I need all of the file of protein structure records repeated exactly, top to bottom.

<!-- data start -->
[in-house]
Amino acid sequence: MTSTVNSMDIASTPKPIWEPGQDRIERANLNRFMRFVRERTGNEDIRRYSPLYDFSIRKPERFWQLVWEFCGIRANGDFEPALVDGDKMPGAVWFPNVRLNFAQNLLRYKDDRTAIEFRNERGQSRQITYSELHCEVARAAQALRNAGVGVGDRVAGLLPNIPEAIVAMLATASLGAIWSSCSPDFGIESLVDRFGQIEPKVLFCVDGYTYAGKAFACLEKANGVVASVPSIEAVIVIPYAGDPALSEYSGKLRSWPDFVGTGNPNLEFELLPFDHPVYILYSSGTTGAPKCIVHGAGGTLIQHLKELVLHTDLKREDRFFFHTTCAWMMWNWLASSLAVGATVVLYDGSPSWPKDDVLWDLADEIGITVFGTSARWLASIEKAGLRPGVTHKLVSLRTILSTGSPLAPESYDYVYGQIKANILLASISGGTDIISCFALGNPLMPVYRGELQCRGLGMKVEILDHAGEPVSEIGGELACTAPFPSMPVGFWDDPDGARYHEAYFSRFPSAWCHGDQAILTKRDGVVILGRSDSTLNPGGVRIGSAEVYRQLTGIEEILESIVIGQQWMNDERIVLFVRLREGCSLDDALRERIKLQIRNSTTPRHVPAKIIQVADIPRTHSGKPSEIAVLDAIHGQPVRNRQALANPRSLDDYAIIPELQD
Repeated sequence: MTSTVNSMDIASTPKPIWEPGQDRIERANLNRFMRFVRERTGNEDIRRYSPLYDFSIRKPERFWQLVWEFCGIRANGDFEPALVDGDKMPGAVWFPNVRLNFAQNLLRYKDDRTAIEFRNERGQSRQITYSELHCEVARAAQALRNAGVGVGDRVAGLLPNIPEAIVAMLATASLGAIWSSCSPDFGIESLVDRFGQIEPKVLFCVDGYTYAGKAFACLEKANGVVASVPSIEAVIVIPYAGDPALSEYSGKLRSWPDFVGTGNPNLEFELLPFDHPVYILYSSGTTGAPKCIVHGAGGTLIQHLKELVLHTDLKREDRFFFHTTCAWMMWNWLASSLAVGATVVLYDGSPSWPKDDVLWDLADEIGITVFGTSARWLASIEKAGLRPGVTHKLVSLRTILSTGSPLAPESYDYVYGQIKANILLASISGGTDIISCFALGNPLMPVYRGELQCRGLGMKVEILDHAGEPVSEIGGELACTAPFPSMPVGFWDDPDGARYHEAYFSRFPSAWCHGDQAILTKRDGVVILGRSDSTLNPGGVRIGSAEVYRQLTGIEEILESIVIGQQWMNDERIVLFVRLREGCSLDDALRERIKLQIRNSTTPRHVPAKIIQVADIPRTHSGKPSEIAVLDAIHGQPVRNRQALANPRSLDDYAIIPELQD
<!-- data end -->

[in-house]
Amino acid sequence: MTSTVNSMDIASTPKPIWEPGQDRIERANLNRFMRFVRERTGNEDIRRYSPLYDFSIRKPERFWQLVWEFCGIRANGDFEPALVDGDKMPGAVWFPNVRLNFAQNLLRYKDDRTAIEFRNERGQSRQITYSELHCEVARAAQALRNAGVGVGDRVAGLLPNIPEAIVAMLATASLGAIWSSCSPDFGIESLVDRFGQIEPKVLFCVDGYTYAGKAFACLEKANGVVASVPSIEAVIVIPYAGDPALSEYSGKLRSWPDFVGTGNPNLEFELLPFDHPVYILYSSGTTGAPKCIVHGAGGTLIQHLKELVLHTDLKREDRFFFHTTCAWMMWNWLASSLAVGATVVLYDGSPSWPKDDVLWDLADEIGITVFGTSARWLASIEKAGLRPGVTHKLVSLRTILSTGSPLAPESYDYVYGQIKANILLASISGGTDIISCFALGNPLMPVYRGELQCRGLGMKVEILDHAGEPVSEIGGELACTAPFPSMPVGFWDDPDGARYHEAYFSRFPSAWCHGDQAILTKRDGVVILGRSDSTLNPGGVRIGSAEVYRQLTGIEEILESIVIGQQWMNDERIVLFVRLREGCSLDDALRERIKLQIRNSTTPRHVPAKIIQVADIPRTHSGKPSEIAVLDAIHGQPVRNRQALANPRSLDDYAIIPELQD
Repeated sequence: MTSTVNSMDIASTPKPIWEPGQDRIERANLNRFMRFVRERTGNEDIRRYSPLYDFSIRKPERFWQLVWEFCGIRANGDFEPALVDGDKMPGAVWFPNVRLNFAQNLLRYKDDRTAIEFRNERGQSRQITYSELHCEVARAAQALRNAGVGVGDRVAGLLPNIPEAIVAMLATASLGAIWSSCSPDFGIESLVDRFGQIEPKVLFCVDGYTYAGKAFACLEKANGVVASVPSIEAVIVIPYAGDPALSEYSGKLRSWPDFVGTGNPNLEFELLPFDHPVYILYSSGTTGAPKCIVHGAGGTLIQHLKELVLHTDLKREDRFFFHTTCAWMMWNWLASSLAVGATVVLYDGSPSWPKDDVLWDLADEIGITVFGTSARWLASIEKAGLRPGVTHKLVSLRTILSTGSPLAPESYDYVYGQIKANILLASISGGTDIISCFALGNPLMPVYRGELQCRGLGMKVEILDHAGEPVSEIGGELACTAPFPSMPVGFWDDPDGARYHEAYFSRFPSAWCHGDQAILTKRDGVVILGRSDSTLNPGGVRIGSAEVYRQLTGIEEILESIVIGQQWMNDERIVLFVRLREGCSLDDALRERIKLQIRNSTTPRHVPAKIIQVADIPRTHSGKPSEIAVLDAIHGQPVRNRQALANPRSLDDYAIIPELQD